But doesn’t appear to realize
The pleasures that once were heaven
Look silly at sixty-seven,
And youthful allure you can’t procure
In terms of perms and pots.
So lullaby, lullaby, lullaby my darlings,
Try not to scratch those large red spots,
Think of the shock when mummie’s face
Is lifted from its proper place,
What’s, what’s, what’s going to happen to the tots?

What’s going to happen to the children
When there aren’t any more grown-ups?
It’s bizarre when grandmamma, without getting out of breath
Starts to jive at eighty-five and frightens the little ones to death.
The police had to send a squad car
When daddy got fried on vodka
And tied a tweed coat round mummie’s throat
In several sailor’s knots.
Hushabye, hushabye, hushabye my darlings,
Try not to fret and wet your cots.
One day you’ll clench your tiny fists
And murder your psychiatrists.
What’s, what’s, what’s going to happen to the tots?
~ Noel Coward (1899-1973) 
Thanks again to Jez for providing a link to the text

Saturday, March 23, 2013


“Laws are never made till they are broken.”

~ Gregory Perkins (1912-1984)

Kensington Digs In with Ban on "Mega Basements"

Related Articles

21 March 2013

The “iceberg home” mega basements dug three or four storeys into the ground with private cinemas, spas and swimming pools are set to be banned in one of London’s most affluent areas.

New draft rules that will limit basements to a single storey and impose much tighter limits on how far they can extend under a garden were today published by Kensington and Chelsea council.

The move follows a huge surge in applications for basements over recent years as wealthy owners have sought to by-pass planning restrictions on changes to their homes above ground by massively extending their living space underneath.

The subterranean extensions have often outraged local residents because of the noise, dust and disruption caused by digging them out, which can last for up to two years.

One recent application approved by the council came from Chelsea owner Roman Abramovich and his girlfriend Dasha Zhukova.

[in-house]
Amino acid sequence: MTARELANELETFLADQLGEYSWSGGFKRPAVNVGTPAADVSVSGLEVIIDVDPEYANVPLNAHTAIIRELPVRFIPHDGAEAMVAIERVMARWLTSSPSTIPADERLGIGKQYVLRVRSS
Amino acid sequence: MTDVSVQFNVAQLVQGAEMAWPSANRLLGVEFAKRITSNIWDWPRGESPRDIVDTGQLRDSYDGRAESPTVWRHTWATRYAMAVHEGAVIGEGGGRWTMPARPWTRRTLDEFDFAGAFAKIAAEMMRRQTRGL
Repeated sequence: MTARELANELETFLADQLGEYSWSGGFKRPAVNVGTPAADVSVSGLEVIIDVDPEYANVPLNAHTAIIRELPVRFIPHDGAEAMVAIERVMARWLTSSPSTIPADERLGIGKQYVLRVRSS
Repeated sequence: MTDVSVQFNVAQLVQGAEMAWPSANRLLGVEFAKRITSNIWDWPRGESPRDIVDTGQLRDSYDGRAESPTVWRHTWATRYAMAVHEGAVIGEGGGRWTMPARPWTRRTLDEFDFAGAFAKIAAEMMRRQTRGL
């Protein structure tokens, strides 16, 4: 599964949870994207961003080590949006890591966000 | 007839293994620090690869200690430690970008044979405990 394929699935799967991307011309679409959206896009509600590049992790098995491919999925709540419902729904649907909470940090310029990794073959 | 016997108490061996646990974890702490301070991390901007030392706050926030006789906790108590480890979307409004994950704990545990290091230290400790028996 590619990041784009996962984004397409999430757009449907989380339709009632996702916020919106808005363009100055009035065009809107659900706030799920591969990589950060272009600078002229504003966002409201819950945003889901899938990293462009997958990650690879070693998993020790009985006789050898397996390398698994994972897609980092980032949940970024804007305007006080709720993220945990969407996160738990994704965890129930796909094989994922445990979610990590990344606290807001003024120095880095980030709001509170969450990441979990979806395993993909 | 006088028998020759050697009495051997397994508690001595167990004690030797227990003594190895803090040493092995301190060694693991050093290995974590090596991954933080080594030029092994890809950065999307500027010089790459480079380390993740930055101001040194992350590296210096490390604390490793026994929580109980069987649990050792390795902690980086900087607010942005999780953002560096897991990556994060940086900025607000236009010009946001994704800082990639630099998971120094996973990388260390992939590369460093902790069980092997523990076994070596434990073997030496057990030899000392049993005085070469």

The couple want to dig out a two-storey basement at their riverside home in Cheyne Walk as part of a £10 million project that neighbours said would “create a dusty mayhem of a sprawling construction site in a peaceful conservation area.”

One of the most notorious applications was by former Foxtons estate agency owner Jon Hunt who successfully submitted plans for a cavernous basement under his home in Kensington Palace Gardens that included a tennis court and a showroom for his collection of Ferraris.

As well as blocking “multi-storey” basements “in most cases” the new draft rules will limit the amount of space that can be taken up under the garden from 85 per cent to 50 per cent; stop basements being dug under listed buildings and require the compulsory installation of pumps to prevent flooding from sewers.

The Tory-run council’s Cabinet Member for Planning Policy, Councillor Tim Ahern, said: “If the cumulative impact of scores of schemes that take months and years to complete is to damage the wider quality of life in our borough I believe we have a right to take that into account. We also need to retain our soakaway areas and for that you need space wide enough and deep enough.  Basements that are storeys deep do not help.”

Planning experts said the clampdown is likely to lead to a temporary rise in applications before the new rules come into effect at the end of the year.

The number of applications has surged in recent years in the borough from just 64 a decade ago to 307 last year.

Greg Hands, Conservative MP for Chelsea and Fulham, said disruption caused by basement digging was now one of the top five complaints in his constituency post-bag. He said: “Basement excavations have caused massive inconvenience to neighbours and other residents.”

More property stories:

Friday, March 22, 2013


A Companion Piece to Dorothy Parker's
  Little Old Lady in Lavender Silk

Many thanks to Jez for sharing this with us earlier today.

Link provided courtesy of Faith aka Connie.

The Little Old Lady in Lavender Silk

I was seventy-seven, come August,
I shall shortly be losing my bloom;
I've experienced zephyr and raw gust
And (symbolical) flood and simoom.

When you come to this time of abatement,
To this passing from Summer to Fall,
It is manners to issue a statement
As to what you got out of it all.

So I'll say, though reflection unnerves me
And pronouncements I dodge as I can,
That I think (if my memory serves me)
There was nothing more fun than a man!

In my youth, when the crescent was too wan
To embarrass with beams from above,
By the aid of some local Don Juan
I fell into the habit of love.

And I learned how to kiss and be merry –– an
Education left better unsung.
My neglect of the waters Pierian
Was a scandal, when Grandma was young.

Though the shabby unbalanced the splendid,
And the bitter outmeasured the sweet,
I should certainly do as I then did,
Were I given the chance to repeat.

For contrition is hollow and wraithful,
And regret is no part of my plan,
And I think (if my memory's faithful)
There was nothing more fun than a man! 

~ Dorothy Parker (1893-1967)